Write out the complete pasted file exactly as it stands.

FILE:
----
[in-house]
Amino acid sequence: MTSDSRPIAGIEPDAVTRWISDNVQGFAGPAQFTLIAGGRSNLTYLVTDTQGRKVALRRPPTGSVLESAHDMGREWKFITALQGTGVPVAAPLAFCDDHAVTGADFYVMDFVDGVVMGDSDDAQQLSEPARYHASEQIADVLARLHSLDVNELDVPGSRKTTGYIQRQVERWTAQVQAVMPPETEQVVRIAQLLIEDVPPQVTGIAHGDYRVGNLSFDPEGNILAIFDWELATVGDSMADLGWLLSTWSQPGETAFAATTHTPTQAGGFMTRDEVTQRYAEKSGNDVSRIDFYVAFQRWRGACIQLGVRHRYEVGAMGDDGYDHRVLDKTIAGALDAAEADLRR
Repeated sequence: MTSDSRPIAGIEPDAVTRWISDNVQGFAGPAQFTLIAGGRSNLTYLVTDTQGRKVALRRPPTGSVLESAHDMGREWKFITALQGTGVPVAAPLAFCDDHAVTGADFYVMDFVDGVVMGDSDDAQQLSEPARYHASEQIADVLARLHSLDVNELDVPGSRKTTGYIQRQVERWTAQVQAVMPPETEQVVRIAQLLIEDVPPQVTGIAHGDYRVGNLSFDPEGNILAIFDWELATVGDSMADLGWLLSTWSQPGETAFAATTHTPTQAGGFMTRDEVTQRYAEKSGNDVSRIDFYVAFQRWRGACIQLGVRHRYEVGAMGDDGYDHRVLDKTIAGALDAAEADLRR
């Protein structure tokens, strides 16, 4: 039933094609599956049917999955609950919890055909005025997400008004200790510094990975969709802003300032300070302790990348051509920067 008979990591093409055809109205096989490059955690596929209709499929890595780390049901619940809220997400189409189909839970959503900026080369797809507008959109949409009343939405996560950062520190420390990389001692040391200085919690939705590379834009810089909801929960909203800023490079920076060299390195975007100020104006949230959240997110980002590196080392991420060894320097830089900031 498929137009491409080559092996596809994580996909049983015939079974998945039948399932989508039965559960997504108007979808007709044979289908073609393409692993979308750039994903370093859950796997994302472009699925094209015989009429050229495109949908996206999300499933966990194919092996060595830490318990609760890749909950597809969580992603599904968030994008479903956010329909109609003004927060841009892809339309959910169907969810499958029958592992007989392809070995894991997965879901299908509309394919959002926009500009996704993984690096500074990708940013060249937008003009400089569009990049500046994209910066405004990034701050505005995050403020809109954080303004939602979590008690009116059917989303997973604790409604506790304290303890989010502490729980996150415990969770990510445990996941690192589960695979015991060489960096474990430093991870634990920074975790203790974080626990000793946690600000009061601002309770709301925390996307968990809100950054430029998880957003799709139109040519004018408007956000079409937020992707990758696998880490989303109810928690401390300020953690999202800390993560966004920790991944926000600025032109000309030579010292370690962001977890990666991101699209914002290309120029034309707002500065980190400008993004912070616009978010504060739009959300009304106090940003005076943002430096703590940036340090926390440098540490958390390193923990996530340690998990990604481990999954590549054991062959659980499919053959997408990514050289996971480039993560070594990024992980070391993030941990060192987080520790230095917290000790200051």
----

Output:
[in-house]
Amino acid sequence: MTSDSRPIAGIEPDAVTRWISDNVQGFAGPAQFTLIAGGRSNLTYLVTDTQGRKVALRRPPTGSVLESAHDMGREWKFITALQGTGVPVAAPLAFCDDHAVTGADFYVMDFVDGVVMGDSDDAQQLSEPARYHASEQIADVLARLHSLDVNELDVPGSRKTTGYIQRQVERWTAQVQAVMPPETEQVVRIAQLLIEDVPPQVTGIAHGDYRVGNLSFDPEGNILAIFDWELATVGDSMADLGWLLSTWSQPGETAFAATTHTPTQAGGFMTRDEVTQRYAEKSGNDVSRIDFYVAFQRWRGACIQLGVRHRYEVGAMGDDGYDHRVLDKTIAGALDAAEADLRR
Repeated sequence: MTSDSRPIAGIEPDAVTRWISDNVQGFAGPAQFTLIAGGRSNLTYLVTDTQGRKVALRRPPTGSVLESAHDMGREWKFITALQGTGVPVAAPLAFCDDHAVTGADFYVMDFVDGVVMGDSDDAQQLSEPARYHASEQIADVLARLHSLDVNELDVPGSRKTTGYIQRQVERWTAQVQAVMPPETEQVVRIAQLLIEDVPPQVTGIAHGDYRVGNLSFDPEGNILAIFDWELATVGDSMADLGWLLSTWSQPGETAFAATTHTPTQAGGFMTRDEVTQRYAEKSGNDVSRIDFYVAFQRWRGACIQLGVRHRYEVGAMGDDGYDHRVLDKTIAGALDAAEADLRR
């Protein structure tokens, strides 16, 4: 039933094609599956049917999955609950919890055909005025997400008004200790510094990975969709802003300032300070302790990348051509920067 008979990591093409055809109205096989490059955690596929209709499929890595780390049901619940809220997400189409189909839970959503900026080369797809507008959109949409009343939405996560950062520190420390990389001692040391200085919690939705590379834009810089909801929960909203800023490079920076060299390195975007100020104006949230959240997110980002590196080392991420060894320097830089900031 498929137009491409080559092996596809994580996909049983015939079974998945039948399932989508039965559960997504108007979808007709044979289908073609393409692993979308750039994903370093859950796997994302472009699925094209015989009429050229495109949908996206999300499933966990194919092996060595830490318990609760890749909950597809969580992603599904968030994008479903956010329909109609003004927060841009892809339309959910169907969810499958029958592992007989392809070995894991997965879901299908509309394919959002926009500009996704993984690096500074990708940013060249937008003009400089569009990049500046994209910066405004990034701050505005995050403020809109954080303004939602979590008690009116059917989303997973604790409604506790304290303890989010502490729980996150415990969770990510445990996941690192589960695979015991060489960096474990430093991870634990920074975790203790974080626990000793946690600000009061601002309770709301925390996307968990809100950054430029998880957003799709139109040519004018408007956000079409937020992707990758696998880490989303109810928690401390300020953690999202800390993560966004920790991944926000600025032109000309030579010292370690962001977890990666991101699209914002290309120029034309707002500065980190400008993004912070616009978010504060739009959300009304106090940003005076943002430096703590940036340090926390440098540490958390390193923990996530340690998990990604481990999954590549054991062959659980499919053959997408990514050289996971480039993560070594990024992980070391993030941990060192987080520790230095917290000790200051």